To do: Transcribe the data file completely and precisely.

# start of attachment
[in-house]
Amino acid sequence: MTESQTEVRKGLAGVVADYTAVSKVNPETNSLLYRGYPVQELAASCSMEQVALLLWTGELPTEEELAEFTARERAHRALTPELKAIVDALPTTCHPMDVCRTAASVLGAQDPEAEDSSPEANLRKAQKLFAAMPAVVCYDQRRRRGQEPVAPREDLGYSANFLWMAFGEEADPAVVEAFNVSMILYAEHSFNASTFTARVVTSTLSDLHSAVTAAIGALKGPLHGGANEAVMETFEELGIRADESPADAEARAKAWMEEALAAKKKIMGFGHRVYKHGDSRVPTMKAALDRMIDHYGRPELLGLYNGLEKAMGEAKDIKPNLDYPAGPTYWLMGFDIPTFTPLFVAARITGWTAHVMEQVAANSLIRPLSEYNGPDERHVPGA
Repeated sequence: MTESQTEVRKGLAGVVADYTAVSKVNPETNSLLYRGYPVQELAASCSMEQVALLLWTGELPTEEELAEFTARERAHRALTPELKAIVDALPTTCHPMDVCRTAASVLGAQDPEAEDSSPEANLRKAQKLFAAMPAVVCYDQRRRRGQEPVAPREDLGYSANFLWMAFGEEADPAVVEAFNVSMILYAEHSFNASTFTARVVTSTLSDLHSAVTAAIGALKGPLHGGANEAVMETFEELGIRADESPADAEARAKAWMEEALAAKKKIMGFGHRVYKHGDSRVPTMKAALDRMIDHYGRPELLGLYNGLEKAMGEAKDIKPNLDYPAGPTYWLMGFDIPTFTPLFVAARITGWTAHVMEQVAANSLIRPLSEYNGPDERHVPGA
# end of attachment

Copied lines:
[in-house]
Amino acid sequence: MTESQTEVRKGLAGVVADYTAVSKVNPETNSLLYRGYPVQELAASCSMEQVALLLWTGELPTEEELAEFTARERAHRALTPELKAIVDALPTTCHPMDVCRTAASVLGAQDPEAEDSSPEANLRKAQKLFAAMPAVVCYDQRRRRGQEPVAPREDLGYSANFLWMAFGEEADPAVVEAFNVSMILYAEHSFNASTFTARVVTSTLSDLHSAVTAAIGALKGPLHGGANEAVMETFEELGIRADESPADAEARAKAWMEEALAAKKKIMGFGHRVYKHGDSRVPTMKAALDRMIDHYGRPELLGLYNGLEKAMGEAKDIKPNLDYPAGPTYWLMGFDIPTFTPLFVAARITGWTAHVMEQVAANSLIRPLSEYNGPDERHVPGA
Repeated sequence: MTESQTEVRKGLAGVVADYTAVSKVNPETNSLLYRGYPVQELAASCSMEQVALLLWTGELPTEEELAEFTARERAHRALTPELKAIVDALPTTCHPMDVCRTAASVLGAQDPEAEDSSPEANLRKAQKLFAAMPAVVCYDQRRRRGQEPVAPREDLGYSANFLWMAFGEEADPAVVEAFNVSMILYAEHSFNASTFTARVVTSTLSDLHSAVTAAIGALKGPLHGGANEAVMETFEELGIRADESPADAEARAKAWMEEALAAKKKIMGFGHRVYKHGDSRVPTMKAALDRMIDHYGRPELLGLYNGLEKAMGEAKDIKPNLDYPAGPTYWLMGFDIPTFTPLFVAARITGWTAHVMEQVAANSLIRPLSEYNGPDERHVPGA